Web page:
Who wants to be the guinea pig?

Robots trained with Machine Learning are entering our lives. How willing are we to risk our lives training them?

The software revolution is in full swing. Machine Learning Algorithms take on more an more jobs: From chat bots answering telecom customers to software warning of problems with railroad switches. Just as many people got accustomed to normal software, they must get familiar with this new breed.

Where coders used to solve problems by defining every possible scenario and giving the software distinct orders for each, this new kind of software takes the problem solving away from the software engineer. He´s no longer responsible for thinking of every possible scenario and neither is he for finding the right branch of the decision tree. In the new world, algorithms use training data – pictures for image recognition, machine-down-data to detect malfunctions – and inputs/features to learn for themselves, when to ring the alarm and how to identify cancer in medical records.

Most of the time, training the algorithms does only cost money like hiring people to tag pictures as “nude” or collect and prepare data for algorithms to comb through. But with the development of robots that enter the real world, the training can cost lives. As this excellent article on Bloomberg (here)describes, often we will be standing at the crossroads and ask ourselves, how many casualties we are causing by introducing AI-robots and how many are causing by delaying the introduction.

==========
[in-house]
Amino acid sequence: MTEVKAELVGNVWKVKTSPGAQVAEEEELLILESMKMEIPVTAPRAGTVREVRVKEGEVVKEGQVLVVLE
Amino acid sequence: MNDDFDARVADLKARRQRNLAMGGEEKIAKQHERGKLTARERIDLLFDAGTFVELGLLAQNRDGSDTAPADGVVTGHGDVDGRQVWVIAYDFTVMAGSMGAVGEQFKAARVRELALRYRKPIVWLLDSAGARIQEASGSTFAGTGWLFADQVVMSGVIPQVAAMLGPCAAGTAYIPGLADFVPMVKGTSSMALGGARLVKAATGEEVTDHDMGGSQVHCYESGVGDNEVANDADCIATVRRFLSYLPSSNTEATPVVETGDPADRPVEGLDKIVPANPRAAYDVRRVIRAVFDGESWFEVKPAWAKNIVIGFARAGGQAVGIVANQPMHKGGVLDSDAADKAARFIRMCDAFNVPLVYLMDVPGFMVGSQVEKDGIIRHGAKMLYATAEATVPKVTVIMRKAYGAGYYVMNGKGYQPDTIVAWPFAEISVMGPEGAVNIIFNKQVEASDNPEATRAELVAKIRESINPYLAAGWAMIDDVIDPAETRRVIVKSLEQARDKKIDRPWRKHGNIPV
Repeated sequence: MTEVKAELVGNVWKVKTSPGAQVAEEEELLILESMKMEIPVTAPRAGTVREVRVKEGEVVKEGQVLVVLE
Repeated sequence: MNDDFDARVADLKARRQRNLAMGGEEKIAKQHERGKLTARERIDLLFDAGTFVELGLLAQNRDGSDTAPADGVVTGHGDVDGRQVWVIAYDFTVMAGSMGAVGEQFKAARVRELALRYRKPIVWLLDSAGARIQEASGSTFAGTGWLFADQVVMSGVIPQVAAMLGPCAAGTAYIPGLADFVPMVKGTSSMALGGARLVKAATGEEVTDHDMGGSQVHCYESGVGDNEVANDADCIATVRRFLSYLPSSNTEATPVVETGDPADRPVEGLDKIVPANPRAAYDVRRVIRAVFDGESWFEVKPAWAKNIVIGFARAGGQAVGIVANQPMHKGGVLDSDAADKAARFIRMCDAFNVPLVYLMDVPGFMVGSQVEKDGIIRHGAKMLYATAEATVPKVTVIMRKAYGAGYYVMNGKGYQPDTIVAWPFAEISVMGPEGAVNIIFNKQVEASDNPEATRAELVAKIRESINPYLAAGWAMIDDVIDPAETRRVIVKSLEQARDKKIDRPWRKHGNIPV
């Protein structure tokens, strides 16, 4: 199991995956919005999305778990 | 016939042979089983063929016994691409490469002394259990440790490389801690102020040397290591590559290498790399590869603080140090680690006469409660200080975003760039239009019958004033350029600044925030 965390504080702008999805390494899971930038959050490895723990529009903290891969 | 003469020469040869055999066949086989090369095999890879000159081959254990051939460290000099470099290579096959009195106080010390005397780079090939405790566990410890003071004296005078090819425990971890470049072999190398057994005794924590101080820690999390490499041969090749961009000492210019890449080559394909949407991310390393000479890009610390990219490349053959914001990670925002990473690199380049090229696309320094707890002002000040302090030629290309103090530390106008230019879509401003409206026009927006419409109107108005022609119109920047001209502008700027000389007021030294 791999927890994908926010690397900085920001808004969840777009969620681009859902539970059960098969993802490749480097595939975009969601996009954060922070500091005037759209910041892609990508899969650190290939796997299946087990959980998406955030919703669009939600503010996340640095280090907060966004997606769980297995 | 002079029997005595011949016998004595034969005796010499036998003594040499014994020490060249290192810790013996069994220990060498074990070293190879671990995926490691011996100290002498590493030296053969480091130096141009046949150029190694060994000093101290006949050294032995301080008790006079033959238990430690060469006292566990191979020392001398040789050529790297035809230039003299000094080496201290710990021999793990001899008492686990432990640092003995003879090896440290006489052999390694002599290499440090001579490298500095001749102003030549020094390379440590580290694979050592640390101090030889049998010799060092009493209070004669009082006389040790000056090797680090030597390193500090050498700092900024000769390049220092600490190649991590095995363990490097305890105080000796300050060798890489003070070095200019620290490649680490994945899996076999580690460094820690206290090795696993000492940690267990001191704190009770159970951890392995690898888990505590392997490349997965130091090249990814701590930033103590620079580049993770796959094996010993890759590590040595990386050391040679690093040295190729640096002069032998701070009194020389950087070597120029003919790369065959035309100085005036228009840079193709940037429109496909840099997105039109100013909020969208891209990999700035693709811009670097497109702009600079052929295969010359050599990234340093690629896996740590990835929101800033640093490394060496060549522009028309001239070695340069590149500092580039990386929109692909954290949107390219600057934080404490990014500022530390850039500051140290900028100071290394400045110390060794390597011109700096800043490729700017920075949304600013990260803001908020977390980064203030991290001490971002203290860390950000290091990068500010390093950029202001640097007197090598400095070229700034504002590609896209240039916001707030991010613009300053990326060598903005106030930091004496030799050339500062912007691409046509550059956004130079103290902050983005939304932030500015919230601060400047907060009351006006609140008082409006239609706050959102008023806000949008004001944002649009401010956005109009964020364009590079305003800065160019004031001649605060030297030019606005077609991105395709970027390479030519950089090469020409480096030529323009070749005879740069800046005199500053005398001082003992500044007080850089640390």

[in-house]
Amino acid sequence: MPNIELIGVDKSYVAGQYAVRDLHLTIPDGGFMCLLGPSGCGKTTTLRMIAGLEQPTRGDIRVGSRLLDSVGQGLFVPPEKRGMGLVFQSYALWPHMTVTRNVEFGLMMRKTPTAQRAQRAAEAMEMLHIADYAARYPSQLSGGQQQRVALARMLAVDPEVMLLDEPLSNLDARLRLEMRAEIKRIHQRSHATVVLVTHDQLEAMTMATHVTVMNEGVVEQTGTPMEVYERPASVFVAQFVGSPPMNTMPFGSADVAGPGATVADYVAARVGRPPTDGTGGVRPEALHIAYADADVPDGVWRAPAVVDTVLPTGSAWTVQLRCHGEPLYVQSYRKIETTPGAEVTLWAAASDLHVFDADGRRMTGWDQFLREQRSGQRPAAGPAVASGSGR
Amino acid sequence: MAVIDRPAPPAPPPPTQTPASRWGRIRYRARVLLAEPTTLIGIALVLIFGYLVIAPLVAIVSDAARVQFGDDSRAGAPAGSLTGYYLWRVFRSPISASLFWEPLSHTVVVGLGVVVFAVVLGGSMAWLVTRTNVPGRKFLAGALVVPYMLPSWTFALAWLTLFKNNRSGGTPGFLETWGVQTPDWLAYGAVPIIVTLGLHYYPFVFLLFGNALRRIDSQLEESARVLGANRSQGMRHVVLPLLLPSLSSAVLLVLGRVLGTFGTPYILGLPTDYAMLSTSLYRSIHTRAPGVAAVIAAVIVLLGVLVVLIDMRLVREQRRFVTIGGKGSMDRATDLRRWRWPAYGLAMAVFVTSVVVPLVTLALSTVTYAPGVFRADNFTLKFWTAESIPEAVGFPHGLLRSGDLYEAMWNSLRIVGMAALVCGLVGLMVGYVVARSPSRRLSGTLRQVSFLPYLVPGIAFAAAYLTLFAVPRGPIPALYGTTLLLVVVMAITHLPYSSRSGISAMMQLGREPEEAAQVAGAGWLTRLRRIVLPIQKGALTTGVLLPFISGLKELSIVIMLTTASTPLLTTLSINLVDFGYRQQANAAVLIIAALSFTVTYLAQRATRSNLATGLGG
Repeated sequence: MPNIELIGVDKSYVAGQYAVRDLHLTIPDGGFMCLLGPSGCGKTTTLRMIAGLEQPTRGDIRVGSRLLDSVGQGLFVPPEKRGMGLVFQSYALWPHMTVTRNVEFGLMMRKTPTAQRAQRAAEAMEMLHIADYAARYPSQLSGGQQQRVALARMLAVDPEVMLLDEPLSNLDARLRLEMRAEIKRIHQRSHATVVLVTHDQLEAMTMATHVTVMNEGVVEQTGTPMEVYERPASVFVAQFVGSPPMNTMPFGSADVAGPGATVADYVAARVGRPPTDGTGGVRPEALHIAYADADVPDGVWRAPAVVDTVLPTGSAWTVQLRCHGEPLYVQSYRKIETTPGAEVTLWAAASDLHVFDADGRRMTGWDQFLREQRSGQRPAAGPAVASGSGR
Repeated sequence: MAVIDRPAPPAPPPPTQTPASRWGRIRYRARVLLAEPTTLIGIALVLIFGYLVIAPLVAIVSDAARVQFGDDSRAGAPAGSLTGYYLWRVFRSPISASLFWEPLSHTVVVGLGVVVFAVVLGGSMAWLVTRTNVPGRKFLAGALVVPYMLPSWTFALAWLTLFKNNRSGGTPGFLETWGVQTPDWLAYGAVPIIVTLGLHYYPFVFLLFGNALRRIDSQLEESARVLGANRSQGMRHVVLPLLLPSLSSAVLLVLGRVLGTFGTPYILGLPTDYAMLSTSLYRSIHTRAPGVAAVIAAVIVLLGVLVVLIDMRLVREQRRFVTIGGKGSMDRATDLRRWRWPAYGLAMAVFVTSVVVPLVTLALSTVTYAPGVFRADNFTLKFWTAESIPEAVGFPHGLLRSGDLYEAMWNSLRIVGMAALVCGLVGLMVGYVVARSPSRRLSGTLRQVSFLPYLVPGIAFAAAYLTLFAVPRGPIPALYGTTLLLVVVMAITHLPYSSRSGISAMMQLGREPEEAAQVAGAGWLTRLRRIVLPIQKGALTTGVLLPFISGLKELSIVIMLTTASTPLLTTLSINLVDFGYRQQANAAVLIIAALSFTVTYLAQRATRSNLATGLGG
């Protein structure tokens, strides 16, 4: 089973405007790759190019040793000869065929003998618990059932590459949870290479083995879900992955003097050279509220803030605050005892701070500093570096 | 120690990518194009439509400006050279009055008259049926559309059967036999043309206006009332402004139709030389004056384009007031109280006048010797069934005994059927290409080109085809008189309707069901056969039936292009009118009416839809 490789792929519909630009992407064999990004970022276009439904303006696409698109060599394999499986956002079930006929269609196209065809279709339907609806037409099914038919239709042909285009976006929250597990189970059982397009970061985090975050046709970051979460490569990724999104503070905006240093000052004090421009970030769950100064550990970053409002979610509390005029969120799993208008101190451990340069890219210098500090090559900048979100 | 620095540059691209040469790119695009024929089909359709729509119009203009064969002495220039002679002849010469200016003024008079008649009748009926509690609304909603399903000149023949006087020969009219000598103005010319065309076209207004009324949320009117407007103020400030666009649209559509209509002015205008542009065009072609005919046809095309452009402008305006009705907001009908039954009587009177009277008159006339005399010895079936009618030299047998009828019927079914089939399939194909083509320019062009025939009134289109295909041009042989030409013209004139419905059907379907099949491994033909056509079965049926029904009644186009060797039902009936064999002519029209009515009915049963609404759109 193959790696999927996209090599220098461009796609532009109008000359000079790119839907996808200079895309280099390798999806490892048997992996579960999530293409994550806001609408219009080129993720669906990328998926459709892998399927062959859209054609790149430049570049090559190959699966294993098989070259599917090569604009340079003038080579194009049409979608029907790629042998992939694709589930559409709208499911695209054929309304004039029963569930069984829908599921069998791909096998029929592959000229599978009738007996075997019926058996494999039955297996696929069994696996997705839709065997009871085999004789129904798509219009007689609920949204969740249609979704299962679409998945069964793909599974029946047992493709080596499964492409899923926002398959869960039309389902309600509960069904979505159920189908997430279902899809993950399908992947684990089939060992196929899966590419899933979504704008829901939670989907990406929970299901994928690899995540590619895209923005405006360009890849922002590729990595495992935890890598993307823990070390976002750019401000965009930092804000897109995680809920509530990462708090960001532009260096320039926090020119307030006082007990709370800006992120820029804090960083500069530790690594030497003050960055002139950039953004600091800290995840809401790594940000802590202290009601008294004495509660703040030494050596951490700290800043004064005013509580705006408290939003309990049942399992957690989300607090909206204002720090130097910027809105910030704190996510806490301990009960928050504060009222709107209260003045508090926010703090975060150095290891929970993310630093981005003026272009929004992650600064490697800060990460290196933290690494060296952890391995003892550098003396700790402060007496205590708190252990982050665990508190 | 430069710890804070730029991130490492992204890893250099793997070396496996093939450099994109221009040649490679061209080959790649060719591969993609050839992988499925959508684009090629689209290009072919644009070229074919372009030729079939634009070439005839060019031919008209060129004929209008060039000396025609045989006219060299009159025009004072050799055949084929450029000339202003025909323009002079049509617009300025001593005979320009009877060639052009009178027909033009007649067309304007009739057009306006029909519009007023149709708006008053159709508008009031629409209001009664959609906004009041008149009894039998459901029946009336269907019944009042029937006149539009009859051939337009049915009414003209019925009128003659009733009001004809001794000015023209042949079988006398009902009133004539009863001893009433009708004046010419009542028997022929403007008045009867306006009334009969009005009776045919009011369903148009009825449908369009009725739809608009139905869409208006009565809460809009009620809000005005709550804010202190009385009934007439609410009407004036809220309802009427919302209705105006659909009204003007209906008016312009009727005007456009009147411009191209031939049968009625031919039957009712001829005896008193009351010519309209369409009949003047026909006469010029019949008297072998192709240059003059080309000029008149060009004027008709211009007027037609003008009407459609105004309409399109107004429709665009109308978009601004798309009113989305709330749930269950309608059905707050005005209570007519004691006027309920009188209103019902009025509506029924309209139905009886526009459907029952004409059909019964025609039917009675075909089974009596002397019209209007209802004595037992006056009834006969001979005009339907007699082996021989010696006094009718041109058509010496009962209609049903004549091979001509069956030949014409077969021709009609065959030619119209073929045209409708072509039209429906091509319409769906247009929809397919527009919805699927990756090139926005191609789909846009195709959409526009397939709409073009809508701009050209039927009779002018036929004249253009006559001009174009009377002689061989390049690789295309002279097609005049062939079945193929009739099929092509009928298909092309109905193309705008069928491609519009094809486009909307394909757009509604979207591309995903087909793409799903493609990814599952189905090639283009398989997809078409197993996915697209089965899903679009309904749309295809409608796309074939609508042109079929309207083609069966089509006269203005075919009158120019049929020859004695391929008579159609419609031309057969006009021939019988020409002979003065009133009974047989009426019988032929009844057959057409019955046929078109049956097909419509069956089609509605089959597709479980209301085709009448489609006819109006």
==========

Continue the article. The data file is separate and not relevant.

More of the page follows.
Self-driving cars are the obvious case: How many lives do we save by introducing cars that avoid human mistakes? How many lives does it cost to introduce machines that do mistakes that no human driver would have done? But the same question will lure once we introduce robots in other fields: Military robots that are active in the battlefield, surgery robots that work autonomously, care robots that lift elderly people out of bed. As Boston Dynamics is already delivering it´s famous robot dog Spot to selected first adopters (here), the moral questions around ML-robots become more pressing.

Machine learning works with probabilities. So, ML-powered cars will never avoid all accidents. They will just avoid most accidents with a probability of 99,99 percent. They will lower the number of fatal accidents in the long run – no question about that. But on the way to perfection via learning, we have to accept that those cars will fail. Like a baby falls many times before it can walk into the arms of it´s daddy for the first time.

Complicating things: The fatal accidents that ML-powered cars provoke are most likely ones that human drives would have been able to avoid. That is the pattern we experienced so far. Given these difficulties, we will most likely see the introduction of ML-robots in different societies in different speeds. After all it will be a test of how a society is open to innovation and the risks associated with it.

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